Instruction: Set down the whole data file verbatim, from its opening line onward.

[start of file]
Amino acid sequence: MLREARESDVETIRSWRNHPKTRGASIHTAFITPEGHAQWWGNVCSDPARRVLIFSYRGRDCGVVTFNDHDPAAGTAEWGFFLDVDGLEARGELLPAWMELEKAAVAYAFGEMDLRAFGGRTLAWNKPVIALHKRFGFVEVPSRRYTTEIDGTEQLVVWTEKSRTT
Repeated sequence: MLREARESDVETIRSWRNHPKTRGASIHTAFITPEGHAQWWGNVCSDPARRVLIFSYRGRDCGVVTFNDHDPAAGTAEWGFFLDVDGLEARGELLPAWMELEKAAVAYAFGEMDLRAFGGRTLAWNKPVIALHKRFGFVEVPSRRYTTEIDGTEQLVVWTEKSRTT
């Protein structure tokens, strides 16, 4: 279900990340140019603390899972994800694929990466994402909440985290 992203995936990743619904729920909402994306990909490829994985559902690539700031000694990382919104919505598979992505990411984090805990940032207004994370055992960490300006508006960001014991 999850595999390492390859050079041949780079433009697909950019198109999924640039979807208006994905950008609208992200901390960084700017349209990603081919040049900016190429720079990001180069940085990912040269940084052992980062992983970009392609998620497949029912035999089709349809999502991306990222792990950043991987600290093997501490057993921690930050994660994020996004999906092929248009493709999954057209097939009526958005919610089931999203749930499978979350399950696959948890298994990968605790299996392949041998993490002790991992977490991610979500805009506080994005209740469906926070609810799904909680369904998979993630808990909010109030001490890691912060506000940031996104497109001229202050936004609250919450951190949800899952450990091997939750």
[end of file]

Amino acid sequence: MLREARESDVETIRSWRNHPKTRGASIHTAFITPEGHAQWWGNVCSDPARRVLIFSYRGRDCGVVTFNDHDPAAGTAEWGFFLDVDGLEARGELLPAWMELEKAAVAYAFGEMDLRAFGGRTLAWNKPVIALHKRFGFVEVPSRRYTTEIDGTEQLVVWTEKSRTT
Repeated sequence: MLREARESDVETIRSWRNHPKTRGASIHTAFITPEGHAQWWGNVCSDPARRVLIFSYRGRDCGVVTFNDHDPAAGTAEWGFFLDVDGLEARGELLPAWMELEKAAVAYAFGEMDLRAFGGRTLAWNKPVIALHKRFGFVEVPSRRYTTEIDGTEQLVVWTEKSRTT
């Protein structure tokens, strides 16, 4: 279900990340140019603390899972994800694929990466994402909440985290 992203995936990743619904729920909402994306990909490829994985559902690539700031000694990382919104919505598979992505990411984090805990940032207004994370055992960490300006508006960001014991 999850595999390492390859050079041949780079433009697909950019198109999924640039979807208006994905950008609208992200901390960084700017349209990603081919040049900016190429720079990001180069940085990912040269940084052992980062992983970009392609998620497949029912035999089709349809999502991306990222792990950043991987600290093997501490057993921690930050994660994020996004999906092929248009493709999954057209097939009526958005919610089931999203749930499978979350399950696959948890298994990968605790299996392949041998993490002790991992977490991610979500805009506080994005209740469906926070609810799904909680369904998979993630808990909010109030001490890691912060506000940031996104497109001229202050936004609250919450951190949800899952450990091997939750």